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Thread: I need your help to learn

  1. #26
    Super Member GV09's Avatar
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    Quote Originally Posted by burchquilts View Post
    I agree 100%. I think echo quilting would be adorable on the applique quilt (it'd make the appliques really *pop*, I think). And on the 2nd quilt (which is too cute for words... wow! I love it!), I think "realistic" quilting would really accentuate the individual items. I can't wait to see these quilted! They're both darling!
    Hello, burchquilts!
    Many thanks for your reply and for your beautiful words to my tops!
    They were my first two works and they are full of errors... but are sweet!
    Thanks for your tips that will be a great guide to start! And for teaching me something new: the "realistic" style! I didn't know it was called so!
    Today I learned a lot!
    A strong hug!

  2. #27
    Super Member GV09's Avatar
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    Quote Originally Posted by lfstamper View Post
    I like small stipples around the designs to make them pop. Your quilts are very nicely done!
    Hello, lfstamper!
    Many thanks for your reply and for your beautiful words to my tops!
    The small stipples is something that makes my machine by itself! It would be time to learn to do it!
    A strong hug!

  3. #28
    Super Member GV09's Avatar
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    Quote Originally Posted by DogHouseMom View Post
    Some quilts speak to me immediately, some take time. For the ones that I need to think about - I lay them out as flat as possible in a conspicuous place (usually my cutting table which is extra large and can be viewed easily from the doorway - and since the door is always open and the sewing room is opposite the bathroom and on the way to the bedroom - I see it several times a day just by walking by). I may look at it for days, in different lights, before I know what to do with it.
    I first judge the "open space" if there is any, and decide what size of quilting is needed in that space.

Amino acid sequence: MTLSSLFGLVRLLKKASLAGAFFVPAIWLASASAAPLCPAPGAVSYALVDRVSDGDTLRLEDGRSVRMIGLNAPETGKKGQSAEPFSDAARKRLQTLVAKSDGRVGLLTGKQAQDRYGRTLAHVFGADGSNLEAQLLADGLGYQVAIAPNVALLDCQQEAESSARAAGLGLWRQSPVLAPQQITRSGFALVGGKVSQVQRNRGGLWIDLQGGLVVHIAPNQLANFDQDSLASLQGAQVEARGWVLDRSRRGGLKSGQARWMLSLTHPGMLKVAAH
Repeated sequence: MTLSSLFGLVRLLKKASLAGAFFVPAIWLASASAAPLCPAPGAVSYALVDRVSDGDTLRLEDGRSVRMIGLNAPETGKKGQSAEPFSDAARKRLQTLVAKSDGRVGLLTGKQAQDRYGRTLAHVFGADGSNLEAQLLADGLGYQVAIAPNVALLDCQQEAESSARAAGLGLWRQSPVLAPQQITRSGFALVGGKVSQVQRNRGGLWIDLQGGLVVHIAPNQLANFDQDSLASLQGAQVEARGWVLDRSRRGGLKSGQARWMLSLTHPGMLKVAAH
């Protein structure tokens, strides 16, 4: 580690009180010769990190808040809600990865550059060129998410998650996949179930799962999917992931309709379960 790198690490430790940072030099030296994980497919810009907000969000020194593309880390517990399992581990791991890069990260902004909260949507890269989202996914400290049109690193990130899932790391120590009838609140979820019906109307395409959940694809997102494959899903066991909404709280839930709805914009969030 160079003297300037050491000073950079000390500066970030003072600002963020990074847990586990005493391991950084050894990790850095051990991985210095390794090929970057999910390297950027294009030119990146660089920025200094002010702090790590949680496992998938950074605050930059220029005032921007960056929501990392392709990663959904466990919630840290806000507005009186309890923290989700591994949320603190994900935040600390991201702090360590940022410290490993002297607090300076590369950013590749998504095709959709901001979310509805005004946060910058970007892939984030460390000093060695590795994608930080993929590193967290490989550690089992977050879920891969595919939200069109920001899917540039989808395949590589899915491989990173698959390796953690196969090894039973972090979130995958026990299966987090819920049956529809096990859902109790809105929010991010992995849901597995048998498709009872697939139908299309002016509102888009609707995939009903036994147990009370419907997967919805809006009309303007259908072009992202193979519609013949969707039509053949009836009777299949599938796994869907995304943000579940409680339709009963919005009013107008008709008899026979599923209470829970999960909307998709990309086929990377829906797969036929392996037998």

I look at the overall pattern of the quilt ... does it flow in a circular pattern? Striped pattern? Or does it have distinct blocks? This can help me determine what I might use in each area of the quilt.

    Are there area's that you want to stand out more? Less? How these are quilted will help determine whether the area becomes a focus or a background.
    Some quilting stitches work better to bring an area to the foreground, and some work better to put an area in the background. Meandering and McTavishing are great background stitches that when worked right will make an adjoining area that does not have as much quilting in it stand out.
    Picture a plain circle on a square. If you quilted the circle with a spiral and left the background un-quilted ... the circle will look like it is pulling you in to it. If you did a small meander around the circle and left the circle un-quilted - the circle will pop off the quilt like it's almost 3D.
    Feathers are a bit different and even though I'd consider most of them on the "heavily quilted" end of the spectrum, they serve a different purpose because they create "direction" or "flow" - they direct the eye in a linear or circular pattern. I've seen them surrounded by heavy quilting and light quilting and they still seem to serve the same purpose - direction.
    If you have a PInterest account it's a great idea to start a folder and capture pictures of quilting that show the quilting well, even if the quilting is of poor quality. Study these, collect samples of different stitches, collect samples of different stitch combinations. See how each stitch works with both the overall pieced quilt and with other stitches.
    It takes time. It's part of the creative process. VanGogh experimented a lot with light and color ... your pallete is needle and thread but the process is the same. You WILL create some quilts along the way that upon a later more experienced review you will think would have been better if quilted differently. It's all part of the process.